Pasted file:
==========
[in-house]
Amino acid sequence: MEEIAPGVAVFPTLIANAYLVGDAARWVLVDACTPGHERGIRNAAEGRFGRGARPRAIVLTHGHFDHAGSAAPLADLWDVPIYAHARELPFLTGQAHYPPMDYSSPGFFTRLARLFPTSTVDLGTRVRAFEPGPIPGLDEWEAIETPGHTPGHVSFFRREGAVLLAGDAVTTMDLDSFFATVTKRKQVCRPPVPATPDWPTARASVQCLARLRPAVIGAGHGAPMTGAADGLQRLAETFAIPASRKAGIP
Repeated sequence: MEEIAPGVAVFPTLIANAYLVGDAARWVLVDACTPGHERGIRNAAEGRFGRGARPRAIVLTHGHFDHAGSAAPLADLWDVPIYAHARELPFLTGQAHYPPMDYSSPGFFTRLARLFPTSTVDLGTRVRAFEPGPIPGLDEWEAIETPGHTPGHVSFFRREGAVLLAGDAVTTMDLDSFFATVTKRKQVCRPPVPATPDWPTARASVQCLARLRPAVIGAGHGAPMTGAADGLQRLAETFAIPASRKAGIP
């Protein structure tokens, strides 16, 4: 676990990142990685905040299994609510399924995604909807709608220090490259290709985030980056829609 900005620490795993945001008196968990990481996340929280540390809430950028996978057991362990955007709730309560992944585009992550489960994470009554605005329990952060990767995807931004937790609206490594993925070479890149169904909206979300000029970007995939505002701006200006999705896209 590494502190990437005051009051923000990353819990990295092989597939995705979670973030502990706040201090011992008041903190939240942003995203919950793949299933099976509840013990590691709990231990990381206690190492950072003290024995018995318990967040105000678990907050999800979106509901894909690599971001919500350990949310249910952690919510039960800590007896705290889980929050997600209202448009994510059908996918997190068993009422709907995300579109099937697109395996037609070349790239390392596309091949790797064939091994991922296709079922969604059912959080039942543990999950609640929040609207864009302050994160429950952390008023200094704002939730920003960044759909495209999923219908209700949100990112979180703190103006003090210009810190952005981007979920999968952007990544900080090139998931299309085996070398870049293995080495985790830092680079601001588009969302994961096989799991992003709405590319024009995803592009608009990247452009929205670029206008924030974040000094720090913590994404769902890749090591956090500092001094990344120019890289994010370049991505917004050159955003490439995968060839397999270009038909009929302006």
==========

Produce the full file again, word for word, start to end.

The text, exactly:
[in-house]
Amino acid sequence: MEEIAPGVAVFPTLIANAYLVGDAARWVLVDACTPGHERGIRNAAEGRFGRGARPRAIVLTHGHFDHAGSAAPLADLWDVPIYAHARELPFLTGQAHYPPMDYSSPGFFTRLARLFPTSTVDLGTRVRAFEPGPIPGLDEWEAIETPGHTPGHVSFFRREGAVLLAGDAVTTMDLDSFFATVTKRKQVCRPPVPATPDWPTARASVQCLARLRPAVIGAGHGAPMTGAADGLQRLAETFAIPASRKAGIP
Repeated sequence: MEEIAPGVAVFPTLIANAYLVGDAARWVLVDACTPGHERGIRNAAEGRFGRGARPRAIVLTHGHFDHAGSAAPLADLWDVPIYAHARELPFLTGQAHYPPMDYSSPGFFTRLARLFPTSTVDLGTRVRAFEPGPIPGLDEWEAIETPGHTPGHVSFFRREGAVLLAGDAVTTMDLDSFFATVTKRKQVCRPPVPATPDWPTARASVQCLARLRPAVIGAGHGAPMTGAADGLQRLAETFAIPASRKAGIP
């Protein structure tokens, strides 16, 4: 676990990142990685905040299994609510399924995604909807709608220090490259290709985030980056829609 900005620490795993945001008196968990990481996340929280540390809430950028996978057991362990955007709730309560992944585009992550489960994470009554605005329990952060990767995807931004937790609206490594993925070479890149169904909206979300000029970007995939505002701006200006999705896209 590494502190990437005051009051923000990353819990990295092989597939995705979670973030502990706040201090011992008041903190939240942003995203919950793949299933099976509840013990590691709990231990990381206690190492950072003290024995018995318990967040105000678990907050999800979106509901894909690599971001919500350990949310249910952690919510039960800590007896705290889980929050997600209202448009994510059908996918997190068993009422709907995300579109099937697109395996037609070349790239390392596309091949790797064939091994991922296709079922969604059912959080039942543990999950609640929040609207864009302050994160429950952390008023200094704002939730920003960044759909495209999923219908209700949100990112979180703190103006003090210009810190952005981007979920999968952007990544900080090139998931299309085996070398870049293995080495985790830092680079601001588009969302994961096989799991992003709405590319024009995803592009608009990247452009929205670029206008924030974040000094720090913590994404769902890749090591956090500092001094990344120019890289994010370049991505917004050159955003490439995968060839397999270009038909009929302006």